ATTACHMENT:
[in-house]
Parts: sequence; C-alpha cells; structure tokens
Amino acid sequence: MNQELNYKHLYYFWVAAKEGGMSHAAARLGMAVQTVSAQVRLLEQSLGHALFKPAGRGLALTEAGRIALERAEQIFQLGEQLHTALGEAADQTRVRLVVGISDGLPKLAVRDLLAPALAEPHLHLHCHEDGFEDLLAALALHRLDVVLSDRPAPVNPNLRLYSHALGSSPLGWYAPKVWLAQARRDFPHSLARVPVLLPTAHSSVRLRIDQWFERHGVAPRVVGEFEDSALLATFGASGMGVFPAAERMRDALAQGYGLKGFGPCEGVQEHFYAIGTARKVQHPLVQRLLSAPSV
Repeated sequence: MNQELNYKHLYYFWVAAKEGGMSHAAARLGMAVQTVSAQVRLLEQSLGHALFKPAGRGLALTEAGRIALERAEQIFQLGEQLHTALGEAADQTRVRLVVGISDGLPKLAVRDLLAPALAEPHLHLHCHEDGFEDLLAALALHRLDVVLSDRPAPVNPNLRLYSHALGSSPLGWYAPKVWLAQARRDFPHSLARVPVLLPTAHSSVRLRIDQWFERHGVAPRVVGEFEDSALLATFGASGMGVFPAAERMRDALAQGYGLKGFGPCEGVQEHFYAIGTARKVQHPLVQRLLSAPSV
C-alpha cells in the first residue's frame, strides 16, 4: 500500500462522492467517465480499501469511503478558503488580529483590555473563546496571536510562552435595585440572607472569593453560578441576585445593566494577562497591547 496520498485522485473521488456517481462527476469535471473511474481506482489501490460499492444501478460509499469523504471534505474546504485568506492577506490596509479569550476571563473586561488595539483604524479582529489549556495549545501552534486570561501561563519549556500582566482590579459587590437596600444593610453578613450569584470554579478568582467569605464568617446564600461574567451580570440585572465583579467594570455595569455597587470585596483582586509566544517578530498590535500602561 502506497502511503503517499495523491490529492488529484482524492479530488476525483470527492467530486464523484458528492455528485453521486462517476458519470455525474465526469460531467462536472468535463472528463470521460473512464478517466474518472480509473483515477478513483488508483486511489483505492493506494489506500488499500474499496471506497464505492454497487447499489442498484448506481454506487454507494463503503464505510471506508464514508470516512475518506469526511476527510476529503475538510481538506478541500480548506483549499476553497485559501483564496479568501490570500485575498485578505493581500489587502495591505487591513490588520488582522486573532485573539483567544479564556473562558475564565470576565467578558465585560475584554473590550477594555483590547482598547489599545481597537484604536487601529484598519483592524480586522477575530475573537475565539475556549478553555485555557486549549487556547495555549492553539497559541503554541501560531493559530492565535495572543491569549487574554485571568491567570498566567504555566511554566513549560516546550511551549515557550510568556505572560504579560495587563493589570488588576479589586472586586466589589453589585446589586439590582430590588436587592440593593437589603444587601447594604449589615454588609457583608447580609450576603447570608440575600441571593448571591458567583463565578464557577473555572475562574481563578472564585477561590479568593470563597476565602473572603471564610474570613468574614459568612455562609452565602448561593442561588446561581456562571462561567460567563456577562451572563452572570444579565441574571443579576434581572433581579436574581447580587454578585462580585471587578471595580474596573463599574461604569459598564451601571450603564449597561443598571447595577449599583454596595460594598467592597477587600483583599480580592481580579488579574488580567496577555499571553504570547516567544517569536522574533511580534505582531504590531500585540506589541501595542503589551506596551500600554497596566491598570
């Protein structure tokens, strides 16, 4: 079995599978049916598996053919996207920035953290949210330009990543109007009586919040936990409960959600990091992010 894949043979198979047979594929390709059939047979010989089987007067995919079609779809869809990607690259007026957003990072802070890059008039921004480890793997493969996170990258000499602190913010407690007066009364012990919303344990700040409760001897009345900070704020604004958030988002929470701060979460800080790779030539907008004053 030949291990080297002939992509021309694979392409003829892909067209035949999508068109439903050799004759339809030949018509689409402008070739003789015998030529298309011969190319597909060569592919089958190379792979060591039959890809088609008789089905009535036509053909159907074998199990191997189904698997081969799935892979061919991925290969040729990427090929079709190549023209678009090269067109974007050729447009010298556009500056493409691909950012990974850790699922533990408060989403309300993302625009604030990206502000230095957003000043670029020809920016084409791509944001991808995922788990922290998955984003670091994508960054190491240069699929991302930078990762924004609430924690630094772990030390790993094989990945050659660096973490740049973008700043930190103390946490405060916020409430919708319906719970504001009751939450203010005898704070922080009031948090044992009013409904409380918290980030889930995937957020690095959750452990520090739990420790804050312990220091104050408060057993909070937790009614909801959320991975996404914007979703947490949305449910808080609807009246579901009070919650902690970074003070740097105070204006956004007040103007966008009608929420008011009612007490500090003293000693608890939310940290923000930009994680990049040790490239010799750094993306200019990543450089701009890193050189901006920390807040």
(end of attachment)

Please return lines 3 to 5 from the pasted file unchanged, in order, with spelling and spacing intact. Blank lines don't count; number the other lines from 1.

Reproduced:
Amino acid sequence: MNQELNYKHLYYFWVAAKEGGMSHAAARLGMAVQTVSAQVRLLEQSLGHALFKPAGRGLALTEAGRIALERAEQIFQLGEQLHTALGEAADQTRVRLVVGISDGLPKLAVRDLLAPALAEPHLHLHCHEDGFEDLLAALALHRLDVVLSDRPAPVNPNLRLYSHALGSSPLGWYAPKVWLAQARRDFPHSLARVPVLLPTAHSSVRLRIDQWFERHGVAPRVVGEFEDSALLATFGASGMGVFPAAERMRDALAQGYGLKGFGPCEGVQEHFYAIGTARKVQHPLVQRLLSAPSV
Repeated sequence: MNQELNYKHLYYFWVAAKEGGMSHAAARLGMAVQTVSAQVRLLEQSLGHALFKPAGRGLALTEAGRIALERAEQIFQLGEQLHTALGEAADQTRVRLVVGISDGLPKLAVRDLLAPALAEPHLHLHCHEDGFEDLLAALALHRLDVVLSDRPAPVNPNLRLYSHALGSSPLGWYAPKVWLAQARRDFPHSLARVPVLLPTAHSSVRLRIDQWFERHGVAPRVVGEFEDSALLATFGASGMGVFPAAERMRDALAQGYGLKGFGPCEGVQEHFYAIGTARKVQHPLVQRLLSAPSV
C-alpha cells in the first residue's frame, strides 16, 4: 500500500462522492467517465480499501469511503478558503488580529483590555473563546496571536510562552435595585440572607472569593453560578441576585445593566494577562497591547 496520498485522485473521488456517481462527476469535471473511474481506482489501490460499492444501478460509499469523504471534505474546504485568506492577506490596509479569550476571563473586561488595539483604524479582529489549556495549545501552534486570561501561563519549556500582566482590579459587590437596600444593610453578613450569584470554579478568582467569605464568617446564600461574567451580570440585572465583579467594570455595569455597587470585596483582586509566544517578530498590535500602561 502506497502511503503517499495523491490529492488529484482524492479530488476525483470527492467530486464523484458528492455528485453521486462517476458519470455525474465526469460531467462536472468535463472528463470521460473512464478517466474518472480509473483515477478513483488508483486511489483505492493506494489506500488499500474499496471506497464505492454497487447499489442498484448506481454506487454507494463503503464505510471506508464514508470516512475518506469526511476527510476529503475538510481538506478541500480548506483549499476553497485559501483564496479568501490570500485575498485578505493581500489587502495591505487591513490588520488582522486573532485573539483567544479564556473562558475564565470576565467578558465585560475584554473590550477594555483590547482598547489599545481597537484604536487601529484598519483592524480586522477575530475573537475565539475556549478553555485555557486549549487556547495555549492553539497559541503554541501560531493559530492565535495572543491569549487574554485571568491567570498566567504555566511554566513549560516546550511551549515557550510568556505572560504579560495587563493589570488588576479589586472586586466589589453589585446589586439590582430590588436587592440593593437589603444587601447594604449589615454588609457583608447580609450576603447570608440575600441571593448571591458567583463565578464557577473555572475562574481563578472564585477561590479568593470563597476565602473572603471564610474570613468574614459568612455562609452565602448561593442561588446561581456562571462561567460567563456577562451572563452572570444579565441574571443579576434581572433581579436574581447580587454578585462580585471587578471595580474596573463599574461604569459598564451601571450603564449597561443598571447595577449599583454596595460594598467592597477587600483583599480580592481580579488579574488580567496577555499571553504570547516567544517569536522574533511580534505582531504590531500585540506589541501595542503589551506596551500600554497596566491598570